Niveau juridique : Union européenne
Texte de la question :
«In recent years, the number of pest and disease interceptions being made of plants and plant products coming from third countries has snowballed. In 2021, that number hit a record high, causing an unprecedented plant health emergency for the Spanish farming industry. Given the ineffectiveness of all the steps taken and checks carried out so far:
1. The Spanish industry and the European industry as a whole are calling for measures to be introduced to curb imports from countries such as South Africa and Morocco where pests are not effectively kept in check. Is the Commission in favour of introducing automatic temporary suspensions of agricultural imports from countries where diseases have been going uncontrolled because of a failure by their national authorities to take the requisite action?
2. The new obligation to cold treat oranges will do nothing to help producers of other affected goods, such as tomatoes, olives, wine grapes, aubergines and mandarins. Does the Commission intend to bring in cold treatment for other products?
3. If citrus black spot or false codling moths were to reach the EU, what tools could the EU use to tackle the ensuing plant health crises? »
Réponse donnée par Ms Kyriakedeson au nom de la Commission le 30 mars 2022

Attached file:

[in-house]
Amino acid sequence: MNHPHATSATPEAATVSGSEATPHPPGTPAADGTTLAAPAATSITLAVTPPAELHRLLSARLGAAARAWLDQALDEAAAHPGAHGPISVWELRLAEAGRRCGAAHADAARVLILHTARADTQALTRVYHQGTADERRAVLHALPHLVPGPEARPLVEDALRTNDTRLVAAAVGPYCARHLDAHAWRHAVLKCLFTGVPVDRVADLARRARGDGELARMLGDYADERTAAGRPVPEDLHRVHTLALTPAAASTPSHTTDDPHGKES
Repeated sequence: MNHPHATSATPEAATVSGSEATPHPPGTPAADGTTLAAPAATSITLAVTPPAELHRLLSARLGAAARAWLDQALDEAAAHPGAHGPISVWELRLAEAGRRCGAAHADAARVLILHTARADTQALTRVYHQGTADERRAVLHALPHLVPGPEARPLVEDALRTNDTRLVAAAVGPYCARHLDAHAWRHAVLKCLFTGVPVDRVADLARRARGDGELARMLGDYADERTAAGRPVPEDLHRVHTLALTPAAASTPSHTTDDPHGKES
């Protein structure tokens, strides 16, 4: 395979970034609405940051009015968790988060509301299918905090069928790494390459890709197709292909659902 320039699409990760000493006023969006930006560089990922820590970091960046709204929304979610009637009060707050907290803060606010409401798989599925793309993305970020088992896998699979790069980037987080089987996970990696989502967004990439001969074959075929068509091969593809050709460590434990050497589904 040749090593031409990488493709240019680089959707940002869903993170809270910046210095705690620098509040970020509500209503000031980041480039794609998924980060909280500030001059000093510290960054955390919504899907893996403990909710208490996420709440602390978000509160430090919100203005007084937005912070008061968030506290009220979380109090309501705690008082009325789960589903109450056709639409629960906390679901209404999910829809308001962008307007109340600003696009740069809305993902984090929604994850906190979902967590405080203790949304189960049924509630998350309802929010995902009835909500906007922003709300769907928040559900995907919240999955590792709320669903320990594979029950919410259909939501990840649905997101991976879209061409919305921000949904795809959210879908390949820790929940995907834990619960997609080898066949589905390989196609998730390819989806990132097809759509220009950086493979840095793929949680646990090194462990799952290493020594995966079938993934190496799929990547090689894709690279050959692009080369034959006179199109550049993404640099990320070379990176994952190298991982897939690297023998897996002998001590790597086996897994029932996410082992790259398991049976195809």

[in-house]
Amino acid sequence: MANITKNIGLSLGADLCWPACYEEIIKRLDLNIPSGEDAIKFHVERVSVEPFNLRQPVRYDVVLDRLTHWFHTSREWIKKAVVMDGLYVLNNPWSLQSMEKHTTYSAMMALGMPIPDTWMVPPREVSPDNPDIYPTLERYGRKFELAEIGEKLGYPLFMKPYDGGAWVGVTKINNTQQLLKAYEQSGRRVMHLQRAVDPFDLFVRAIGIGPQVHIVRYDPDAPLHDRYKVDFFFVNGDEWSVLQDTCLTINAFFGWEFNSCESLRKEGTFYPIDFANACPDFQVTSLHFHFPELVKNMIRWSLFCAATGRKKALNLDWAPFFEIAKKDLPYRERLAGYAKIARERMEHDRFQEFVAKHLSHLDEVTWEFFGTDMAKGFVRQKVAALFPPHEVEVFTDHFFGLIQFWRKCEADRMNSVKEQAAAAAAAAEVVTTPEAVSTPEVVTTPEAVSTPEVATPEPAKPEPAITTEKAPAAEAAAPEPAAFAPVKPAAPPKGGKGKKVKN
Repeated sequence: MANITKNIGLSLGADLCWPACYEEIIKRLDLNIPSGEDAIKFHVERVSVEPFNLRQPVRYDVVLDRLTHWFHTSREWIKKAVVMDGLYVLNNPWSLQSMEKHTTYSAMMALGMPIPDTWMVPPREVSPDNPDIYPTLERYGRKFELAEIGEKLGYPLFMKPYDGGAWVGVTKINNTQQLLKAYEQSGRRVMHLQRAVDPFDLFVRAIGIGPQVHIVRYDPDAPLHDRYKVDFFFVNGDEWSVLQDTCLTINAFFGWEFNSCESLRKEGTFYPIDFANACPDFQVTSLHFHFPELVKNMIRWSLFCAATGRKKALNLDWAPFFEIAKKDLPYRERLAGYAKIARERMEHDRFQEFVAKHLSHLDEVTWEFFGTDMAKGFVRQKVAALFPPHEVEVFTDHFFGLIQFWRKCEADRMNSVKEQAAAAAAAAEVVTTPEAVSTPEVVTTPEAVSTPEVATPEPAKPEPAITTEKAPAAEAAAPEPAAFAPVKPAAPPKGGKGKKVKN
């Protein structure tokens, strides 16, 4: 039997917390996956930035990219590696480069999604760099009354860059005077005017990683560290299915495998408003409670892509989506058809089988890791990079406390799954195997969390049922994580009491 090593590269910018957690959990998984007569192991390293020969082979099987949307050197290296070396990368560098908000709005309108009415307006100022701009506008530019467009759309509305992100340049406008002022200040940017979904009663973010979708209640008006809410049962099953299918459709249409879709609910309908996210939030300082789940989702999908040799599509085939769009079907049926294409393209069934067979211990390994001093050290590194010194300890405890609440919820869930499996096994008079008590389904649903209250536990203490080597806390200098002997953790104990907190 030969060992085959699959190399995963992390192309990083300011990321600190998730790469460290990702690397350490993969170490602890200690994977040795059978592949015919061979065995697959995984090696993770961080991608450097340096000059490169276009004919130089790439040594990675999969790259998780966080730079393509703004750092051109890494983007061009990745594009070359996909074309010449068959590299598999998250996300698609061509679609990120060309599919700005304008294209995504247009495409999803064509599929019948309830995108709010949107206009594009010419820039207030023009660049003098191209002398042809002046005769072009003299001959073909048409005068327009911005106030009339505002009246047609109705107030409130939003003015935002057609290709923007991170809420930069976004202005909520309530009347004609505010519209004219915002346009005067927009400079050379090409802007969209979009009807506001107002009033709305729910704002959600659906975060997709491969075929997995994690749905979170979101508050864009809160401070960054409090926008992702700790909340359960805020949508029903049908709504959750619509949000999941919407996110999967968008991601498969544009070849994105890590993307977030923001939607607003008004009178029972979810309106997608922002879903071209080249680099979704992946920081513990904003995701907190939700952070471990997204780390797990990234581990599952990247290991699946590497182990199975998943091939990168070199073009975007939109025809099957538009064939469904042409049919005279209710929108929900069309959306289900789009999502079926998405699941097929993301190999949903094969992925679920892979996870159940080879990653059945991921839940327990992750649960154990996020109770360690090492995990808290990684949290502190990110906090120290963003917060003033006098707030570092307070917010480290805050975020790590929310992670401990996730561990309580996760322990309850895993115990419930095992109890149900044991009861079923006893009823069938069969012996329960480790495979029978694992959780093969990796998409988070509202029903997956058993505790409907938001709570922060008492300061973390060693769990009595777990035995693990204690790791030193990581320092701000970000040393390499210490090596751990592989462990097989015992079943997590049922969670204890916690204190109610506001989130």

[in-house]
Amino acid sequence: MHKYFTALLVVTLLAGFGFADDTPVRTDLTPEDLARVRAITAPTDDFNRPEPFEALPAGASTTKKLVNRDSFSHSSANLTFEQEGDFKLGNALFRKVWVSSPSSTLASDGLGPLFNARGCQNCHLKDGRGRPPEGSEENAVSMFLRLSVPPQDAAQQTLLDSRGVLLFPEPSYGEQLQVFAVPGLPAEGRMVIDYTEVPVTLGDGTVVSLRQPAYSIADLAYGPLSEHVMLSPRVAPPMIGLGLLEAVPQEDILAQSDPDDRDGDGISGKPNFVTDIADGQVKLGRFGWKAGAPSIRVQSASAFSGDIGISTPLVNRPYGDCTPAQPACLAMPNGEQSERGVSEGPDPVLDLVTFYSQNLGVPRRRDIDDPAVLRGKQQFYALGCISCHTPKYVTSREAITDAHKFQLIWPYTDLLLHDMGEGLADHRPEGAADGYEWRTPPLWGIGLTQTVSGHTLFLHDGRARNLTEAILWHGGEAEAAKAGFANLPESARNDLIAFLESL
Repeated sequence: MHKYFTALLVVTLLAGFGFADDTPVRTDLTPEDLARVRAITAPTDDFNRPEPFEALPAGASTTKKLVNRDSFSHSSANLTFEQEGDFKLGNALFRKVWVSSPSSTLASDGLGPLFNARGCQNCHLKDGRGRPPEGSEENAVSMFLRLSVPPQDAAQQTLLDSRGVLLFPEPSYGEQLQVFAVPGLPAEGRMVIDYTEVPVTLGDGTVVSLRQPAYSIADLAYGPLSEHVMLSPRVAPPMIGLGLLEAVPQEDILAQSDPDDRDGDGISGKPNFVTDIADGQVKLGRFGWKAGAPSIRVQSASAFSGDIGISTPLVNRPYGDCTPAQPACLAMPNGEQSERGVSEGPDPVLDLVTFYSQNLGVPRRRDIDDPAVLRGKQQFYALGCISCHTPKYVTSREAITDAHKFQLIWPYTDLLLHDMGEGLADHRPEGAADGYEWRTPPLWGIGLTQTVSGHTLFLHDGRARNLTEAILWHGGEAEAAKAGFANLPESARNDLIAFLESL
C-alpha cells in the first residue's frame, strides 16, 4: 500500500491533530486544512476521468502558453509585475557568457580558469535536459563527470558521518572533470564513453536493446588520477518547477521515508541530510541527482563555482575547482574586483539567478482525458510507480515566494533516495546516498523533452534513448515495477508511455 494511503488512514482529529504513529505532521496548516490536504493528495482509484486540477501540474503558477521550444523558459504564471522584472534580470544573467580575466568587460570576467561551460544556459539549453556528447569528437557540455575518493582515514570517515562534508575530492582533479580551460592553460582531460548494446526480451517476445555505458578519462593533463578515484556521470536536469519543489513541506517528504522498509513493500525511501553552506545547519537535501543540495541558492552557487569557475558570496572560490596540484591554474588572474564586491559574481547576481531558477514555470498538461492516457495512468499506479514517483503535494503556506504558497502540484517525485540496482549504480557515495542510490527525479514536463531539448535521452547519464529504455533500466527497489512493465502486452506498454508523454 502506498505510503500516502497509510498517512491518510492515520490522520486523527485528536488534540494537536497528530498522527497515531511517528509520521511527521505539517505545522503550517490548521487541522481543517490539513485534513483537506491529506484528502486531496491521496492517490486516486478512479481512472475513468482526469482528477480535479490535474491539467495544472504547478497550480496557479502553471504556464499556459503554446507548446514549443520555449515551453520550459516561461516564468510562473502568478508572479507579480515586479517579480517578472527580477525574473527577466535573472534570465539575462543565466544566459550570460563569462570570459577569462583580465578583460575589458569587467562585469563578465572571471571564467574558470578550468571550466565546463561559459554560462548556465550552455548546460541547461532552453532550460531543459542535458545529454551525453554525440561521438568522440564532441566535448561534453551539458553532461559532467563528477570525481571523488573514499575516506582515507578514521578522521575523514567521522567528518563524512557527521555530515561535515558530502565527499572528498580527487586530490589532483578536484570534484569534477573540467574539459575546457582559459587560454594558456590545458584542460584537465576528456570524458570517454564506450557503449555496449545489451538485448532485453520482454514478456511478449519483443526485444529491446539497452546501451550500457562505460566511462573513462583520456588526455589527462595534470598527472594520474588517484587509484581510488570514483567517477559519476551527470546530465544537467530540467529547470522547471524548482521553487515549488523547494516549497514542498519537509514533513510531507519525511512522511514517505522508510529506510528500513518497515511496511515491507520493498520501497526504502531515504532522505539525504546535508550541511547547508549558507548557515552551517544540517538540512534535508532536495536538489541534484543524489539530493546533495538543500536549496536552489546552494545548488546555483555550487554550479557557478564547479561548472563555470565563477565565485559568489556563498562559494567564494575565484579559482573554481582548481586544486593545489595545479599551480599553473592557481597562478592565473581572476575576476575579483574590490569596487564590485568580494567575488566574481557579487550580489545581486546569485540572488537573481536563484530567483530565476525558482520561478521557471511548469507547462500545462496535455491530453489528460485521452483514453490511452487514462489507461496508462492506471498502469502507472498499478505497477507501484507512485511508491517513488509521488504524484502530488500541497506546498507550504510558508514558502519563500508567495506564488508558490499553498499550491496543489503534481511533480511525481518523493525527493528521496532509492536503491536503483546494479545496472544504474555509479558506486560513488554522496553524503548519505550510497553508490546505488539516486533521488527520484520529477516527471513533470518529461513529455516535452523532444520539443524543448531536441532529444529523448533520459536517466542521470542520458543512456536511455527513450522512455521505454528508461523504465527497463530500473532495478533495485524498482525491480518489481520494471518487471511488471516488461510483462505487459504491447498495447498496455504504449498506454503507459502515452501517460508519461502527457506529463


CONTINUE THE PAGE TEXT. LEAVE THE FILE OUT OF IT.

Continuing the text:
« 1. The Commission is not supportive of an automatic suspension of trade in response to non-compliances with the phytosanitary rules of the EU at import. Restrictions on trade have to be justified and proportionate to the risk. For this, non-compliances need to be investigated first to identify the reason behind them and ensure that appropriate corrective action is taken. The actions need to be risk-based and effective, while ensuring that the measures are not more trade-restrictive than necessary to ensure the appropriate level of protection in line with the sanitary and phytosanitary agreement of the World Trade Organization.
2. The draft Regulation (1) that adds an obligatory cold treatment for the import of oranges is justified by the recurring non-compliances because of the detection of Thaumatotibia leucotreta at the EU borders. Extending this obligation to other commodities would be considered if there would similarly be recurring non-compliances. Amendments of the EU import requirements are risk based, initiated on a case by case basis and supported by the latest available scientific and technical information.
3. These pests are priority pests (2) and Member States have to draw up a contingency plans in case of their entry into the EU, and to survey their territories for their presence. The Commission supports Member States with learning and development under the framework of Better Training for Safer Food courses (3) and with co-funding of surveys and eradication measures, in case these pests are detected (4). The principles for eradication measures are laid down in Regulation (EU) 2016/20315.
(2) OJ L 260, 11.10.2019, p. 8.
(4) Annex 4 to the Commission Implementing Decision of 6 May 2021 on the financing of the Single Market Programme.
(5) Regulation (EU) 2016/2031, OJ L 137, 23.11.2016, p. 4 »
Lien vers la page de la question ICI